Dear Coop Families, It’s been another great month gardening at Brevoort! In gardening class we’ve built upon our prior studies and learned more about how seeds develop into plants through direct observation and art collage.  Working outside in the garden, we learned how the weather affects the plants in our garden and worked together to get our garden ready for the Winter.  We also did some great activities to learn about how Deciduous trees go dormant for the Winter and loose their leaves.  Take care and happy gardening, Sophie


The Beetles have been doing some great work in gardening class this month.  The have been doing a fantastic job caring for all their classroom plants, especially their plant pet, grass seed guy. In November, we’ve built upon our prior lessons to learn more about how a seed becomes a plant through direct observation with sprouting seeds collected from our Irving garden. We even examined a dissected bean seed to learn about the different parts inside.  As the days have gotten colder, we’ve learned how to care for our garden by pulling and composting the plants that have been killed by frost and also planted a couple of daffodil bulbs to bloom in the Spring.   Next we moved on to our Fall leaf study and the Beetles were really excited to learn about how some trees go dormant and take a nap all Winter!.  To support our learning we read Red Leaf, Yellow Leaf by Lois Ehlert. We then picked out a leaf from the Beetle collection and, using a NYC tree census and our magnifying glasses, identified the type of leaf and then illustrated our leaf using colored pencils.The Dragonflies have been doing some amazing gardening work this November.  In early November we planted some daffodil and tulip bulbs in the new perennial bed in the rooftop garden and talked a bit about how we get flowers again in the Spring.  In October the Dragonflies began reducing their carbon footprint in the classroom by composting their snack scraps.  In November we expanded upon this composting activity to care for our garden by pulling up and composting all of the plants that have been killed by the frost, while we worked in the garden we talked about the change in seasons and how it affected all of our plants.  During our indoor time during gardening class we’ve also been taking good care of our plant pet Charlie and have been learning more about how a bean seed becomes a plant through direct observation with seeds collected from the Irving garden.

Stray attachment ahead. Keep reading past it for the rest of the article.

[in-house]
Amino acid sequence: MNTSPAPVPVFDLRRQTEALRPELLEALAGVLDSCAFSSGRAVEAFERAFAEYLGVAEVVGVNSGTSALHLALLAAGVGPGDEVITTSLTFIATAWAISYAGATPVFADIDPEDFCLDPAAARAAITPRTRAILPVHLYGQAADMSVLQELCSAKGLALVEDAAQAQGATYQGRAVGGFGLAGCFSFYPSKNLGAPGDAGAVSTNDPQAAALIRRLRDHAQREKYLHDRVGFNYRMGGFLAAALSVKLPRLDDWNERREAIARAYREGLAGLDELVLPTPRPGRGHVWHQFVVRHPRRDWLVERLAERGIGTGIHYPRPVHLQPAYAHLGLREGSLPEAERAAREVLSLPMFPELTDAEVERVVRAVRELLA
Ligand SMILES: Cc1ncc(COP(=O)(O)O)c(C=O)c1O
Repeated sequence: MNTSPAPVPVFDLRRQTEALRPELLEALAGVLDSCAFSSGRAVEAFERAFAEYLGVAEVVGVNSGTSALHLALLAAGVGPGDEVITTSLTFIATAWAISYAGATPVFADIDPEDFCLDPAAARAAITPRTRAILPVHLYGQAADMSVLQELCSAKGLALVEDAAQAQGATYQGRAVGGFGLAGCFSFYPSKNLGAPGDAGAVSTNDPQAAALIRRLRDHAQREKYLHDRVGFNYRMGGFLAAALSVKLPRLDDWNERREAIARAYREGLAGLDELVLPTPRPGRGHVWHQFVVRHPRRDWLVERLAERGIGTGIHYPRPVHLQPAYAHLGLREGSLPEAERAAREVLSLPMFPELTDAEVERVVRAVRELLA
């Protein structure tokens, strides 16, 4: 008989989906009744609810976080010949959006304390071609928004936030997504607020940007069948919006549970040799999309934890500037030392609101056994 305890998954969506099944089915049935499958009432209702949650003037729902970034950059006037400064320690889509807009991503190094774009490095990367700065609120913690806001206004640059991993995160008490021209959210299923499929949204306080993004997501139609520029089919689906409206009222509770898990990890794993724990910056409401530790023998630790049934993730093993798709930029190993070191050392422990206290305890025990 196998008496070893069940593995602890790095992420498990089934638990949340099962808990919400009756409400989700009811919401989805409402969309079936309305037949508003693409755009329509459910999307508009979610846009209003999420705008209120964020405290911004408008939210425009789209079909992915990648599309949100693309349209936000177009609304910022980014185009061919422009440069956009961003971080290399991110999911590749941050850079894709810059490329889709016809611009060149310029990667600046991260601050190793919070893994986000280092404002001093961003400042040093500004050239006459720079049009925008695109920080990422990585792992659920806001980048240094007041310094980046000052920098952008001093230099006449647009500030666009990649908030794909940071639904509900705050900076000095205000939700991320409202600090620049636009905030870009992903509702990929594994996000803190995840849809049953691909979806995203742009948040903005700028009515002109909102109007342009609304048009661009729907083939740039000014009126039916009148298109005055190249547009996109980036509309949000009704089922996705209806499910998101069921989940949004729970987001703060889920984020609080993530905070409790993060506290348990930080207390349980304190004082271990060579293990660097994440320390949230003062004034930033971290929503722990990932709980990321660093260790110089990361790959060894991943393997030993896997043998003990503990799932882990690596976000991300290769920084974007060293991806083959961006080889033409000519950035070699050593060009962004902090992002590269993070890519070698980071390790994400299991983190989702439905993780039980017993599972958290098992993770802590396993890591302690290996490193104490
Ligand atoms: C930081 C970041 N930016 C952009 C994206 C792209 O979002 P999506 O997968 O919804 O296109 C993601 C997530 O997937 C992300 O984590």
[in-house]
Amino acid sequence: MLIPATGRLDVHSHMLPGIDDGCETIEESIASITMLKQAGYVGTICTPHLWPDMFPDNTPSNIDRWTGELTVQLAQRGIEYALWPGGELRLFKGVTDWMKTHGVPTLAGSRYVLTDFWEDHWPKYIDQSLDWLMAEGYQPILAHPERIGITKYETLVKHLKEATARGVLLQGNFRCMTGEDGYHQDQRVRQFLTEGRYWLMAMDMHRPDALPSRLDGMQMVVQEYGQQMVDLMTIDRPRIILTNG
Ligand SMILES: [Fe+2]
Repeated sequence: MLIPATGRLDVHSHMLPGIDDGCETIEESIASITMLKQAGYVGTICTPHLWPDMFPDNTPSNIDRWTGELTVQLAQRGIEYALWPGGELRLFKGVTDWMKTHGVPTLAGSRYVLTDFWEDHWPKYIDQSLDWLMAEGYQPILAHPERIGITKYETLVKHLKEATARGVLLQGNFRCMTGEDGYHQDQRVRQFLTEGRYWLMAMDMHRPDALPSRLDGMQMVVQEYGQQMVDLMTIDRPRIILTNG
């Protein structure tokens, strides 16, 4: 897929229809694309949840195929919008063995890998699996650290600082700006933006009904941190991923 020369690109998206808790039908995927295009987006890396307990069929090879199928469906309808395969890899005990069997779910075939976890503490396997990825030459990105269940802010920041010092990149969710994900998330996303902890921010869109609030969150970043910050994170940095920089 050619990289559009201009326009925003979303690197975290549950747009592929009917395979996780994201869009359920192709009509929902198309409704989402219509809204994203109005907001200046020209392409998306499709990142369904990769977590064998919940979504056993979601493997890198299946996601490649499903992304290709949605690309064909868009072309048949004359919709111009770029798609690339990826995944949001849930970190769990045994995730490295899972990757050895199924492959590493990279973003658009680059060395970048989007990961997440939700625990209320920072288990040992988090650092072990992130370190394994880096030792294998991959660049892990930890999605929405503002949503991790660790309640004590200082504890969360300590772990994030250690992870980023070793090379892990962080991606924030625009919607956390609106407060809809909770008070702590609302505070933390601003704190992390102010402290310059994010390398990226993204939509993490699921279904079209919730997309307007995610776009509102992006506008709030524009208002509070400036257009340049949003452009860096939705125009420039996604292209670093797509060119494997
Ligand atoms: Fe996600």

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It’s been great having The Bumblebees in gardening this past month. We’ve built upon our knowledge of seeds and how seeds grow through group discussion and direct observation.  We even dissected a bean seed to learn about the different parts inside.  In gardening class we also have been getting our hands dirty caring for the plants in the bumblebee planter and composting the ones that have been killed by frost.  Next we moved on to our Fall leaf study.  The Bumblebees brought in an amazing assortment of leaves and were very excited to share their knowledge about leaves!  To support our learning about how Deciduous trees go dormant for the Winter we read Red Leaf, Yellow Leaf by Lois Ehlert and selections from Why Do Leaves Change Color? by Betsy Maestro.  We then picked out a leaf from the collection and using a NYC tree census and our magnifying glasses identified the type of leaf and then did some colored pencil leaf illustrations.